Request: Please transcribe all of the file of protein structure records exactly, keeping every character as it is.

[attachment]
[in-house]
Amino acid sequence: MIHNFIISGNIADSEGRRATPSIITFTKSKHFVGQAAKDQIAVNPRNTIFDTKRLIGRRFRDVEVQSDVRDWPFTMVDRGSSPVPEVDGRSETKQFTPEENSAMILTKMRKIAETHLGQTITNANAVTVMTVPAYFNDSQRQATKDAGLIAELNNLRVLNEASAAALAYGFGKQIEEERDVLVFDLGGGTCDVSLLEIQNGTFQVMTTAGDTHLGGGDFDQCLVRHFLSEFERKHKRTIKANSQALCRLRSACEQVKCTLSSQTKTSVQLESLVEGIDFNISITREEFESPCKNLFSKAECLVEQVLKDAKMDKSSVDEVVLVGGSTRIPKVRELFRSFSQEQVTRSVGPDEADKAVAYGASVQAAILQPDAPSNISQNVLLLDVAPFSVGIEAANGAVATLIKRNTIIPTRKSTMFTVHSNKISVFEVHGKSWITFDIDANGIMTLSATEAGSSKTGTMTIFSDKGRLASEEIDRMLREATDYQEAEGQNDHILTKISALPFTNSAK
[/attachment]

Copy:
[in-house]
Amino acid sequence: MIHNFIISGNIADSEGRRATPSIITFTKSKHFVGQAAKDQIAVNPRNTIFDTKRLIGRRFRDVEVQSDVRDWPFTMVDRGSSPVPEVDGRSETKQFTPEENSAMILTKMRKIAETHLGQTITNANAVTVMTVPAYFNDSQRQATKDAGLIAELNNLRVLNEASAAALAYGFGKQIEEERDVLVFDLGGGTCDVSLLEIQNGTFQVMTTAGDTHLGGGDFDQCLVRHFLSEFERKHKRTIKANSQALCRLRSACEQVKCTLSSQTKTSVQLESLVEGIDFNISITREEFESPCKNLFSKAECLVEQVLKDAKMDKSSVDEVVLVGGSTRIPKVRELFRSFSQEQVTRSVGPDEADKAVAYGASVQAAILQPDAPSNISQNVLLLDVAPFSVGIEAANGAVATLIKRNTIIPTRKSTMFTVHSNKISVFEVHGKSWITFDIDANGIMTLSATEAGSSKTGTMTIFSDKGRLASEEIDRMLREATDYQEAEGQNDHILTKISALPFTNSAK